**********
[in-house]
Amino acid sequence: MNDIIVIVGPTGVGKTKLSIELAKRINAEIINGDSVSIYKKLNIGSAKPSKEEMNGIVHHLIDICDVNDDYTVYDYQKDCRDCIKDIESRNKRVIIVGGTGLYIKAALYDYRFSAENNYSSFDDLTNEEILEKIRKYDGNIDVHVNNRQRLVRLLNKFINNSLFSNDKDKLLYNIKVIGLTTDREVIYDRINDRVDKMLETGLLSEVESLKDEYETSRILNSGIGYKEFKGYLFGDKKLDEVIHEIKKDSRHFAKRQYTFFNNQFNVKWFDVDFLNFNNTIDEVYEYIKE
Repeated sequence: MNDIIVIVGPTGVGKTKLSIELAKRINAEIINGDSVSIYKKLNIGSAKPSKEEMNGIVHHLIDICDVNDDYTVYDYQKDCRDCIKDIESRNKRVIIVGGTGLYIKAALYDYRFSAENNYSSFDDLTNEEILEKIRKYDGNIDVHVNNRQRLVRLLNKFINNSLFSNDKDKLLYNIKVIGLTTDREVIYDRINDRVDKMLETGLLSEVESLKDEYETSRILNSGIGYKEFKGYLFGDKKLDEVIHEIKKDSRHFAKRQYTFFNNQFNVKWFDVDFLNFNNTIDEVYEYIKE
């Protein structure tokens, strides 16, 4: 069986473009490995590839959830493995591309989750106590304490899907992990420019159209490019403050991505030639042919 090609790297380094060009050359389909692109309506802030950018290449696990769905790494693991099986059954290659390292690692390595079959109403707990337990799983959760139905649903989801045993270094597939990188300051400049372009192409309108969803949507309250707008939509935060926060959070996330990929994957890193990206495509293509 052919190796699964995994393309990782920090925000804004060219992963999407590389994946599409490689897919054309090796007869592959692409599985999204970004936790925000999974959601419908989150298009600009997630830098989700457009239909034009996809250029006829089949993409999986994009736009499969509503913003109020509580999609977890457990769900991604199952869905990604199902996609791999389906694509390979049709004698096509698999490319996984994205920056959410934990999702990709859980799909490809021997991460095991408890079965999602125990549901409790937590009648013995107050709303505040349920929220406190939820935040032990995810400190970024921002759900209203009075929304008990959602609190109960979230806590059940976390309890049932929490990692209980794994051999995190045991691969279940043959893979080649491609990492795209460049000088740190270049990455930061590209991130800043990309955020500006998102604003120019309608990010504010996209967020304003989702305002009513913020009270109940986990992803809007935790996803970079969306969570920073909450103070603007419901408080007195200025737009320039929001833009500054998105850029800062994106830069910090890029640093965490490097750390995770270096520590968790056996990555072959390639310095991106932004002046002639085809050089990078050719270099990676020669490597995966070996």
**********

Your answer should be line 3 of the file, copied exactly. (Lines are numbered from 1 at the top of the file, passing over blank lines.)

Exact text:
Repeated sequence: MNDIIVIVGPTGVGKTKLSIELAKRINAEIINGDSVSIYKKLNIGSAKPSKEEMNGIVHHLIDICDVNDDYTVYDYQKDCRDCIKDIESRNKRVIIVGGTGLYIKAALYDYRFSAENNYSSFDDLTNEEILEKIRKYDGNIDVHVNNRQRLVRLLNKFINNSLFSNDKDKLLYNIKVIGLTTDREVIYDRINDRVDKMLETGLLSEVESLKDEYETSRILNSGIGYKEFKGYLFGDKKLDEVIHEIKKDSRHFAKRQYTFFNNQFNVKWFDVDFLNFNNTIDEVYEYIKE